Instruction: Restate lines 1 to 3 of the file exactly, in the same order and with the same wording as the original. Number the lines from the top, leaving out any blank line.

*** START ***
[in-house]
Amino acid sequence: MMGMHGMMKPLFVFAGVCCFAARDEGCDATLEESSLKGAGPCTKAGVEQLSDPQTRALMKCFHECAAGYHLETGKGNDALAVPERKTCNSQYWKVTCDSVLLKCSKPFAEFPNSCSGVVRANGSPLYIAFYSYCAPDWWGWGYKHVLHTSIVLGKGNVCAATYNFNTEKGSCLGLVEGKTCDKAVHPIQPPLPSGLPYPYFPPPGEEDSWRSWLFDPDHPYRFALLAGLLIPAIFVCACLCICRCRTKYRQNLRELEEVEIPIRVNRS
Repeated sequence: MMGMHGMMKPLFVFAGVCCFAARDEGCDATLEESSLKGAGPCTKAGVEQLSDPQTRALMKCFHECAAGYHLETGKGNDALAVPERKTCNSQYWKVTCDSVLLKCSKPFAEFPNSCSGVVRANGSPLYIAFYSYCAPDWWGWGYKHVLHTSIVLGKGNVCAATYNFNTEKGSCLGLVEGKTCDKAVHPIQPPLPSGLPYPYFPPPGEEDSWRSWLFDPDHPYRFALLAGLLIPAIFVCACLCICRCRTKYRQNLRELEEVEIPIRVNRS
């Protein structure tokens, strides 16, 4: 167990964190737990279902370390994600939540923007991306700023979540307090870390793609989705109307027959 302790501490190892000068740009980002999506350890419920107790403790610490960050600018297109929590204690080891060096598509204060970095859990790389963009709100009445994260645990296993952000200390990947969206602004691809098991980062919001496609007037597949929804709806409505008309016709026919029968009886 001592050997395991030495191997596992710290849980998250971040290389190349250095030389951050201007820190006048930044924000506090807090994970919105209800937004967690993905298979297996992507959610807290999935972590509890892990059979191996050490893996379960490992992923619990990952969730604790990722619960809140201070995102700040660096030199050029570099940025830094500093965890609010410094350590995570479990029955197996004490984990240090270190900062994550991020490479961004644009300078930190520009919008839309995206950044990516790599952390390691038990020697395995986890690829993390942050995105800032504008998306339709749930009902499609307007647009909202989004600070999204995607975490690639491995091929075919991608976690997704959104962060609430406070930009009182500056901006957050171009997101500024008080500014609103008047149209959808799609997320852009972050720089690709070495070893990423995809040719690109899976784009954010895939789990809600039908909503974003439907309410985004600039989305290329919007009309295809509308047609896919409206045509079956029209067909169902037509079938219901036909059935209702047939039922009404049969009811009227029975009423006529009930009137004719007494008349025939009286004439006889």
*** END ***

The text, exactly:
[in-house]
Amino acid sequence: MMGMHGMMKPLFVFAGVCCFAARDEGCDATLEESSLKGAGPCTKAGVEQLSDPQTRALMKCFHECAAGYHLETGKGNDALAVPERKTCNSQYWKVTCDSVLLKCSKPFAEFPNSCSGVVRANGSPLYIAFYSYCAPDWWGWGYKHVLHTSIVLGKGNVCAATYNFNTEKGSCLGLVEGKTCDKAVHPIQPPLPSGLPYPYFPPPGEEDSWRSWLFDPDHPYRFALLAGLLIPAIFVCACLCICRCRTKYRQNLRELEEVEIPIRVNRS
Repeated sequence: MMGMHGMMKPLFVFAGVCCFAARDEGCDATLEESSLKGAGPCTKAGVEQLSDPQTRALMKCFHECAAGYHLETGKGNDALAVPERKTCNSQYWKVTCDSVLLKCSKPFAEFPNSCSGVVRANGSPLYIAFYSYCAPDWWGWGYKHVLHTSIVLGKGNVCAATYNFNTEKGSCLGLVEGKTCDKAVHPIQPPLPSGLPYPYFPPPGEEDSWRSWLFDPDHPYRFALLAGLLIPAIFVCACLCICRCRTKYRQNLRELEEVEIPIRVNRS